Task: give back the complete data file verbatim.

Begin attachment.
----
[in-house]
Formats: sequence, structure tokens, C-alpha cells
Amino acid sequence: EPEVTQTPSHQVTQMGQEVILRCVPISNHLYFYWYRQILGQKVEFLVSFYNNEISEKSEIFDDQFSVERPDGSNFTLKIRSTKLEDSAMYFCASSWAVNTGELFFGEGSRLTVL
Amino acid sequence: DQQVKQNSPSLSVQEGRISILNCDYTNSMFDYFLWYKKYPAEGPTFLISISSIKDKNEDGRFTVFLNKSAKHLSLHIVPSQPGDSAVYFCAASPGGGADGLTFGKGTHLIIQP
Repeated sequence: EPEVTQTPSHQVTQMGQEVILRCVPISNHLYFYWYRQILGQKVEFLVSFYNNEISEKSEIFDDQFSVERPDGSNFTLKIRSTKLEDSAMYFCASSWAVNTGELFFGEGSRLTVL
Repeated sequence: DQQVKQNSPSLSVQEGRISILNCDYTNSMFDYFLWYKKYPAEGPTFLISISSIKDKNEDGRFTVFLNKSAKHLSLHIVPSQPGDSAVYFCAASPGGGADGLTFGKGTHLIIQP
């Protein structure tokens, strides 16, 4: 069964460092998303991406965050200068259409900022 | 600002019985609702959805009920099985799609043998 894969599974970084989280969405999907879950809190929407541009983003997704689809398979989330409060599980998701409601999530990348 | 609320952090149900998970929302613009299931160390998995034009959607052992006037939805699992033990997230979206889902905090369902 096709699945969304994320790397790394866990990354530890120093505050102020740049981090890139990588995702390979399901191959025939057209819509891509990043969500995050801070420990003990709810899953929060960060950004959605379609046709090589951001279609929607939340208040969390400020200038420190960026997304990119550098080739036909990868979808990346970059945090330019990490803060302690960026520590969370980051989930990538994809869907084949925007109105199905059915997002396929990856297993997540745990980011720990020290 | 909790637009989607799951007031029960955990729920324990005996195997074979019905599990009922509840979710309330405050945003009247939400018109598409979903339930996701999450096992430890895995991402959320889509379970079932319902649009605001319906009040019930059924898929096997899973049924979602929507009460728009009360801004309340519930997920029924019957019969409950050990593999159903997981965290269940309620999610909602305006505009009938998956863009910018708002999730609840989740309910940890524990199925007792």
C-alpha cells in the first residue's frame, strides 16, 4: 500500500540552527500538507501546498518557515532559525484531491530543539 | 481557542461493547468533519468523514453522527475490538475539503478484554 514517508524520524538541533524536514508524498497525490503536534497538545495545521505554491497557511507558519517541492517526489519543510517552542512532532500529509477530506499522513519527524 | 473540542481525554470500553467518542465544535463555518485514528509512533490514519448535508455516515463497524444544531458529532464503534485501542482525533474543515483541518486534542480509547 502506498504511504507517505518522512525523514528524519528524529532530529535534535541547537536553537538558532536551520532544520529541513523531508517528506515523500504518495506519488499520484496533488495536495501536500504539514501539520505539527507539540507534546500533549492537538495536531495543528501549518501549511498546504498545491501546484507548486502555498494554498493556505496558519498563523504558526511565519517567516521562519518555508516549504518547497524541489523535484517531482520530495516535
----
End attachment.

[in-house]
Formats: sequence, structure tokens, C-alpha cells
Amino acid sequence: EPEVTQTPSHQVTQMGQEVILRCVPISNHLYFYWYRQILGQKVEFLVSFYNNEISEKSEIFDDQFSVERPDGSNFTLKIRSTKLEDSAMYFCASSWAVNTGELFFGEGSRLTVL
Amino acid sequence: DQQVKQNSPSLSVQEGRISILNCDYTNSMFDYFLWYKKYPAEGPTFLISISSIKDKNEDGRFTVFLNKSAKHLSLHIVPSQPGDSAVYFCAASPGGGADGLTFGKGTHLIIQP
Repeated sequence: EPEVTQTPSHQVTQMGQEVILRCVPISNHLYFYWYRQILGQKVEFLVSFYNNEISEKSEIFDDQFSVERPDGSNFTLKIRSTKLEDSAMYFCASSWAVNTGELFFGEGSRLTVL
Repeated sequence: DQQVKQNSPSLSVQEGRISILNCDYTNSMFDYFLWYKKYPAEGPTFLISISSIKDKNEDGRFTVFLNKSAKHLSLHIVPSQPGDSAVYFCAASPGGGADGLTFGKGTHLIIQP
């Protein structure tokens, strides 16, 4: 069964460092998303991406965050200068259409900022 | 600002019985609702959805009920099985799609043998 894969599974970084989280969405999907879950809190929407541009983003997704689809398979989330409060599980998701409601999530990348 | 609320952090149900998970929302613009299931160390998995034009959607052992006037939805699992033990997230979206889902905090369902 096709699945969304994320790397790394866990990354530890120093505050102020740049981090890139990588995702390979399901191959025939057209819509891509990043969500995050801070420990003990709810899953929060960060950004959605379609046709090589951001279609929607939340208040969390400020200038420190960026997304990119550098080739036909990868979808990346970059945090330019990490803060302690960026520590969370980051989930990538994809869907084949925007109105199905059915997002396929990856297993997540745990980011720990020290 | 909790637009989607799951007031029960955990729920324990005996195997074979019905599990009922509840979710309330405050945003009247939400018109598409979903339930996701999450096992430890895995991402959320889509379970079932319902649009605001319906009040019930059924898929096997899973049924979602929507009460728009009360801004309340519930997920029924019957019969409950050990593999159903997981965290269940309620999610909602305006505009009938998956863009910018708002999730609840989740309910940890524990199925007792």
C-alpha cells in the first residue's frame, strides 16, 4: 500500500540552527500538507501546498518557515532559525484531491530543539 | 481557542461493547468533519468523514453522527475490538475539503478484554 514517508524520524538541533524536514508524498497525490503536534497538545495545521505554491497557511507558519517541492517526489519543510517552542512532532500529509477530506499522513519527524 | 473540542481525554470500553467518542465544535463555518485514528509512533490514519448535508455516515463497524444544531458529532464503534485501542482525533474543515483541518486534542480509547 502506498504511504507517505518522512525523514528524519528524529532530529535534535541547537536553537538558532536551520532544520529541513523531508517528506515523500504518495506519488499520484496533488495536495501536500504539514501539520505539527507539540507534546500533549492537538495536531495543528501549518501549511498546504498545491501546484507548486502555498494554498493556505496558519498563523504558526511565519517567516521562519518555508516549504518547497524541489523535484517531482520530495516535